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How does dismissed trespass affect citizenship?

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  • How does dismissed trespass affect citizenship?

    Hello,

    I got a trespass charge for staying in a computer lab after it closed. It was a lack of attention on my part and the university cops decided to file a trespass charge against me. There was no hassle or discussion just one cop was having a bad day and decided to take in on me regardless of his friends asking him not to file it.

    The court dismissed the case.

    How is this going to affect my naturalization
    later?

    Current Green card holder.

    Thanks.

  • #2
    Hello,

    I got a trespass charge for staying in a computer lab after it closed. It was a lack of attention on my part and the university cops decided to file a trespass charge against me. There was no hassle or discussion just one cop was having a bad day and decided to take in on me regardless of his friends asking him not to file it.

    The court dismissed the case.

    How is this going to affect my naturalization
    later?

    Current Green card holder.

    Thanks.

    Comment


    • #3
      It may result in your arrest and immediate deportation upon interview.

      Read Section 12578 (i)(2)(vii)(B) and Section 12578 (i)(2)(vii)(C).
      It clearly states that any person who applies for Citizenship and who had a charge of tresspass in laboratory anytime in past, regardless of such charges being sustained or dismissed in Court, is subject to arrest and immediate deportation at the time of interview.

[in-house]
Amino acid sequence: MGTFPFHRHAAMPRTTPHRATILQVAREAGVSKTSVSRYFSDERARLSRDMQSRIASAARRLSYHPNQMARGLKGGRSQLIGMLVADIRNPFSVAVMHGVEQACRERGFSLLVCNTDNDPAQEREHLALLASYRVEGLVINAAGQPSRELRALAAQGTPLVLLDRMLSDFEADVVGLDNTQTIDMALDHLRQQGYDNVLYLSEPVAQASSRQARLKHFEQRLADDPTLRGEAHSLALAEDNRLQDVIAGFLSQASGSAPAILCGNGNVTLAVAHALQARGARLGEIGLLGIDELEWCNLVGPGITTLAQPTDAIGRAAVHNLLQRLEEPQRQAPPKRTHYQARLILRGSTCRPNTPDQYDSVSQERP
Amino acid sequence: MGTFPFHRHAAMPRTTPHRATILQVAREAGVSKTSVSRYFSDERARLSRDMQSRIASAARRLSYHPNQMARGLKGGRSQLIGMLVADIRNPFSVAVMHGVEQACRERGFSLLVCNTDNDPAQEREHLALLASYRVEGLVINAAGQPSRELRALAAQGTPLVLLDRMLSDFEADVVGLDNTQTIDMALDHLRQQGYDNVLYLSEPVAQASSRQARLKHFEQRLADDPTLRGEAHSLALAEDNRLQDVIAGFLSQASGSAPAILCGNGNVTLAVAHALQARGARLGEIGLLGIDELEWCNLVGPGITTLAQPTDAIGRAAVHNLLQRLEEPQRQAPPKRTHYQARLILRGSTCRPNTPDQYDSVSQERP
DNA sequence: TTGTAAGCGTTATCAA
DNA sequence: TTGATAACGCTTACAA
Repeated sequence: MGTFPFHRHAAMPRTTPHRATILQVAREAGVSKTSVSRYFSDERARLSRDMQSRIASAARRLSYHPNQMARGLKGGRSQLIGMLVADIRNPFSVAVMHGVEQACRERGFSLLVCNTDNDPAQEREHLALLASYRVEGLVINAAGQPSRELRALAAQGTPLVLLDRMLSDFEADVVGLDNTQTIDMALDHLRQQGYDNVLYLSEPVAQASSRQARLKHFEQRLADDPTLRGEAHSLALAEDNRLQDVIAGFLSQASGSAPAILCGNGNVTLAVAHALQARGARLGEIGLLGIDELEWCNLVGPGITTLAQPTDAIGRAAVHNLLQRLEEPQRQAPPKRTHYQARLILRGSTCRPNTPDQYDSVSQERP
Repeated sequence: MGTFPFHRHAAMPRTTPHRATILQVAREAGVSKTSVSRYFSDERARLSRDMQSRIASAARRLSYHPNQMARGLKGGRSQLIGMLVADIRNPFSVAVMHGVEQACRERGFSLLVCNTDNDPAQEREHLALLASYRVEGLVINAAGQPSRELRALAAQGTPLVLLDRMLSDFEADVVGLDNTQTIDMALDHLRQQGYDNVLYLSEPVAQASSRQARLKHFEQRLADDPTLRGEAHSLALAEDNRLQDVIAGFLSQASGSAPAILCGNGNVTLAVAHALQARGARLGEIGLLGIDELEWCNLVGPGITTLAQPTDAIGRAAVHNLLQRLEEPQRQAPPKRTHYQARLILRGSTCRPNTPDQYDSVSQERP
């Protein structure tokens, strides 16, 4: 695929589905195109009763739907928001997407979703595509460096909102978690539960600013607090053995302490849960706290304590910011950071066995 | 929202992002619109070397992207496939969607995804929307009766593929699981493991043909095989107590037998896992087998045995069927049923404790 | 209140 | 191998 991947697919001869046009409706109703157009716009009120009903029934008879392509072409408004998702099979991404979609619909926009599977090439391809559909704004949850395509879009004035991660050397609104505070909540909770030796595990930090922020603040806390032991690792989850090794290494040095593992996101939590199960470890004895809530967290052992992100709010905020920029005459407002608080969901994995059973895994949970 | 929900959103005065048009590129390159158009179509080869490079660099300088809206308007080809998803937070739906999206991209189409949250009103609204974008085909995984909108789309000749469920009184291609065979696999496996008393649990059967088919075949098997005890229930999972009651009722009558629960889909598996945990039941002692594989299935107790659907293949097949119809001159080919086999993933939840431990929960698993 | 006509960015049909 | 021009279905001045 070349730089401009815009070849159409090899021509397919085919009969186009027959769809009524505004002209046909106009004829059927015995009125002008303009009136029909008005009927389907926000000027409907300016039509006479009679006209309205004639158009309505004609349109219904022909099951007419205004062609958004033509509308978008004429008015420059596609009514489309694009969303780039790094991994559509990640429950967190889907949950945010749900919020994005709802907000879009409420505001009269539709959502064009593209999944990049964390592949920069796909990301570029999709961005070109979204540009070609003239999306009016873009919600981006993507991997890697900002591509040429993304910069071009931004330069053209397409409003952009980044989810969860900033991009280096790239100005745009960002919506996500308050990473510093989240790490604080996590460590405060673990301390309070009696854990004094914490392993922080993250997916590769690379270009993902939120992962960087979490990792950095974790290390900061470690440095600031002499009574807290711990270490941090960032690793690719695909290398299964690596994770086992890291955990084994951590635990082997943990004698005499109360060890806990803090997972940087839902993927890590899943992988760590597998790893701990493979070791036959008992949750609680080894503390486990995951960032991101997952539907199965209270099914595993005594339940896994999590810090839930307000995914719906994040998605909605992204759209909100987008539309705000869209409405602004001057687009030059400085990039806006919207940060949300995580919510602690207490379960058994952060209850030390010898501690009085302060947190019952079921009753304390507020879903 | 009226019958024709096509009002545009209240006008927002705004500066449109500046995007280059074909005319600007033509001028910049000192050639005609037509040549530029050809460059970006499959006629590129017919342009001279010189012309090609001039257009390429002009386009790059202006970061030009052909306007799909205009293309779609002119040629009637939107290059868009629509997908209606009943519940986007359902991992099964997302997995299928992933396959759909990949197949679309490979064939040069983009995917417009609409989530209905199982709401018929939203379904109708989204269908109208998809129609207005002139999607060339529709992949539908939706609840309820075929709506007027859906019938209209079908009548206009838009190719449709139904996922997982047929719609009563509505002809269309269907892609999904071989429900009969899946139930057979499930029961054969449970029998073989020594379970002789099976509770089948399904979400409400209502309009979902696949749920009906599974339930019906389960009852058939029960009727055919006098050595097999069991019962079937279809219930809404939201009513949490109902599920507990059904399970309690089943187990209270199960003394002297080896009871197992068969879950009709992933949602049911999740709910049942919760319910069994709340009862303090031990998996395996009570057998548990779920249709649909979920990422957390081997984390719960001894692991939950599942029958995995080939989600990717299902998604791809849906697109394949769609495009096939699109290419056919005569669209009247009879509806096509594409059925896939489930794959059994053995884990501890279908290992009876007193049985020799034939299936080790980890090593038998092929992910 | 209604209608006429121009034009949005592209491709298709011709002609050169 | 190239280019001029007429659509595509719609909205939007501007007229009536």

No appeals or further considerations allowed per Section 17649 (d)(4)(iii)(J).
      Have all the good s.ex you can, in all the ways you can, for as long as ever you can !

      -- Sabuntium The Great

      Comment


      • #4
        May I play the gullible and ask you to provide the link to the document you are referring to?

        If you dont have the link, please stop acting like you cannot change your own underwear.

        Thanks.

        Comment


        • #5
          Of course I may provide link. It will take me a minute and I charge $200 per second.
          Either that or google it and find out on your own.
          And please, if you can't pay and/or if you are incapable of googling such a simple matter on your own, then don't waste my precious time with silly statements about my ability to change my own underwear.
          Have all the good s.ex you can, in all the ways you can, for as long as ever you can !

          -- Sabuntium The Great

          Comment


          • #6
            He won't provide a link because, simply put, the info provided is nothing but made up stuff! lol

            Comment


            • #7
              Hi Kumna,